It hailed. Of course it hailed: it is Ireland and Easter.
Also: rain drove, wind gusted and sun shone. It’s what keeps this country green and gives everyone something to talk about. Once you have four seasons in the one day, you’ll never be at a loss for words.
During the break, we wrangled in the time to do part of the Waterford Greenway, a 46 kilometre walking/cycling path from Waterford City to Dungarvan running along the old Great Southern and Western Railway Line.
After driving from Dublin, checking into our B&B, having lunch and picking up a third bike in Dungarvan, the afternoon was marching on and the rain moving in. Off we went, anyhow, along up the wide path through the green.
It’s perfect for cycling, as it should be: wide enough to accommodate different speeds and styles of travel, smooth enough to be comfortable, or as much as you can be on a bike saddle for 46 kilometres. There is a bit of a grade but no real steep hills.
Dungarvan is a postcard-perfect Irish town, with its harbour, castle, city walls and a wonderful selection of restaurants and cafés. Dungarvan Bay is a Special Protection Area, a haven for around 20,000 wintering birds and other wildlife. The windows in our bedroom gave us a 180 degree view of the estuary and a causeway takes the Greenway right across it.
Our wheels kept turning between gorse and whitethorn, past fields green enough to hurt your eyes, along a ridge that gives you a breath-catching expanse of the Copper Coast, even in the grey moments of a four-season day.
The route crosses three viaducts built around 1878: Ballyvoyle (blown up in 1922, rebuilt 1924), Durrow and Kilmacthomas (featured in a Flavahans ad – we discussed ways to re-create that, most involving ‘Dad’ and ‘jumping’). It passes a derelict dancehall, many disused train stations – some being restored – and several station houses perched right beside road junctions. Viking sites, a ruined castle, a church and 13th century Augustinian Abbey, Cloughlowrish Stone, and lots of sheep (and lambs!) are other things to look out for. If you need more diversion than that, bring along a 13 year-old who thinks it’s hilarious that ‘piles’ and ‘miles’ actually rhyme; that will distract you for sure.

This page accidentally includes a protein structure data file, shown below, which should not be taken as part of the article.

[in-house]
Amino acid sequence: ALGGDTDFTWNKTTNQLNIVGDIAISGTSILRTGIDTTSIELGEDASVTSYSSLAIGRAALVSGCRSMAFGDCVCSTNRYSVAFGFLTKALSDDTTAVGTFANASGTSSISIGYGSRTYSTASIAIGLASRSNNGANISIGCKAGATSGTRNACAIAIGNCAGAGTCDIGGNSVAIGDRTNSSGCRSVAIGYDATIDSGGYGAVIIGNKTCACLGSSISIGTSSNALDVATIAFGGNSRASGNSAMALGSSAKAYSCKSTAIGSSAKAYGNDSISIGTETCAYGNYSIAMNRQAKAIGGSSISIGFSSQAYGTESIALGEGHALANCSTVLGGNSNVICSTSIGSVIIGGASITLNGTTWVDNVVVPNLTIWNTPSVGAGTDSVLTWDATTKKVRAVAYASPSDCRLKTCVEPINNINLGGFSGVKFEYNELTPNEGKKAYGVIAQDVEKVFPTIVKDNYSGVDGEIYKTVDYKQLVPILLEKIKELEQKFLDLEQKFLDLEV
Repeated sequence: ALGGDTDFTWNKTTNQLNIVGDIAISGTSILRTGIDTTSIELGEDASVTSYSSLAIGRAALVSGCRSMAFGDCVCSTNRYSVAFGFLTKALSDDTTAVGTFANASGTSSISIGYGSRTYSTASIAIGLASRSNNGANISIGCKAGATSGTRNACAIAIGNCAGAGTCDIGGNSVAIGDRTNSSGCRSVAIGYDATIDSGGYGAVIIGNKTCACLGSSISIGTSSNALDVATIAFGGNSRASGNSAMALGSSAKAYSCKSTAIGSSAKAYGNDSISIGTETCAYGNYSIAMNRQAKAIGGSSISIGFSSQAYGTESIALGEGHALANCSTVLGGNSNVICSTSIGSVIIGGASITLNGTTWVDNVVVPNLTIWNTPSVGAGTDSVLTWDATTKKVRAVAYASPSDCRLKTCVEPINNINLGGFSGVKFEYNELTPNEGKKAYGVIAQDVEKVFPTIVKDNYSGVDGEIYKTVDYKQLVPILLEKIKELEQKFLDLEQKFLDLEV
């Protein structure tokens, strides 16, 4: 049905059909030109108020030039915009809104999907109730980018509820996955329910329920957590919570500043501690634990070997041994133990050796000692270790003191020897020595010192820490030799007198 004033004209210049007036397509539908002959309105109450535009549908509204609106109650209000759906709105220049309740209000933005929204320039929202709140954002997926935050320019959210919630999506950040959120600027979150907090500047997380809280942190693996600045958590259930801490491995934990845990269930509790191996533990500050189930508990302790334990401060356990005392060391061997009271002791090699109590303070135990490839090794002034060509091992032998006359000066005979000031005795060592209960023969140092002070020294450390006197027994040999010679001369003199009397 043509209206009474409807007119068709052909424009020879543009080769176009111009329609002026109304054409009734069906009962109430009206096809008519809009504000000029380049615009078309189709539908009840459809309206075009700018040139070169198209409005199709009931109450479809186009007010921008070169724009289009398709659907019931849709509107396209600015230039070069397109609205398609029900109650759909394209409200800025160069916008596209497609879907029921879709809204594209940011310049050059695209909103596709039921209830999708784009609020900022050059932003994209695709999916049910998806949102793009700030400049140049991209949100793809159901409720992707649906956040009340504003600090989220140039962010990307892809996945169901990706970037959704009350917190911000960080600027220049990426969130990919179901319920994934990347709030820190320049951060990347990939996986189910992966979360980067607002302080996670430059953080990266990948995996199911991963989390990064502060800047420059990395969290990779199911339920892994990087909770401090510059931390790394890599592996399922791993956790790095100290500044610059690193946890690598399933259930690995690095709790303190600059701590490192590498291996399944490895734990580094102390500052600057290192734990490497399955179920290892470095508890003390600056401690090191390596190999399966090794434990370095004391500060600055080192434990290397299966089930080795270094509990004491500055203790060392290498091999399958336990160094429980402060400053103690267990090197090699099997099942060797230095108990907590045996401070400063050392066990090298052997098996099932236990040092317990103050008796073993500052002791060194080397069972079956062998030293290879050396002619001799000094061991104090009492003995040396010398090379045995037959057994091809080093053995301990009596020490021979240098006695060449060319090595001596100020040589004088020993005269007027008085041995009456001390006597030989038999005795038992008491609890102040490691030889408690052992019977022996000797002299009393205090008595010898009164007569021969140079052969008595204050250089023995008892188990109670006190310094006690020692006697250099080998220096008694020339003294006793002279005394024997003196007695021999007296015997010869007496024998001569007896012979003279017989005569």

We thought we’d have a bit of shelter in the Ballyvoyle Tunnel, but there were a lot of drips, showers and puddles in the 400 metres of its eerily lit length.
From Kilmeadan we wound along beside the Suir Valley Railway and the River Suir Special Area of Conservation. On one side the river, on the other the back of Mount Congreve Gardens, with more than 2000 rhododendrons and a gate if you want to stop off for a visit. From there, it’s straight on, over the Thomas Francis Meagher Bridge to Waterford, Ireland’s oldest city.
And time to turn around, and head all the way back.
The first afternoon we travelled from Dungarvan to just past Kilmacthomas where we stopped for coffee at Coach House Coffee, somewhat ironically located in Kilmacthomas’ Famine Workhouse, before heading back to Dungarvan, a round trip of about 46 kilometres. The next day we drove and connected up with the Greenway at Kilmeadan and cycled toward Waterford, and back, covering another 12 kilometres.
There are many places to park so its easy to join the Greenway and walk or cycle for a bit. Rest stops for bathrooms or snacks are clearly marked and frequent enough, with an old train carriage, a pub that’s been in the O’Mahoney family since the 1860s, a café in 70 acres of gardens of Mount Congreve or the above-mentioned Famine Workhouse as options for a good coffee. Bike hire is available at many points along the way and some offer a shuttle service.
Greenway links: Waterford Greenway and Deise Greenway (as its also known).
For an island cycle, see Round about the Neighbourhood.
2 thoughts on “A Four Season Cycle”
Wow. What a beautiful place!!! What fun!!!!
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It really is beautiful! All of Ireland is, really. 🙂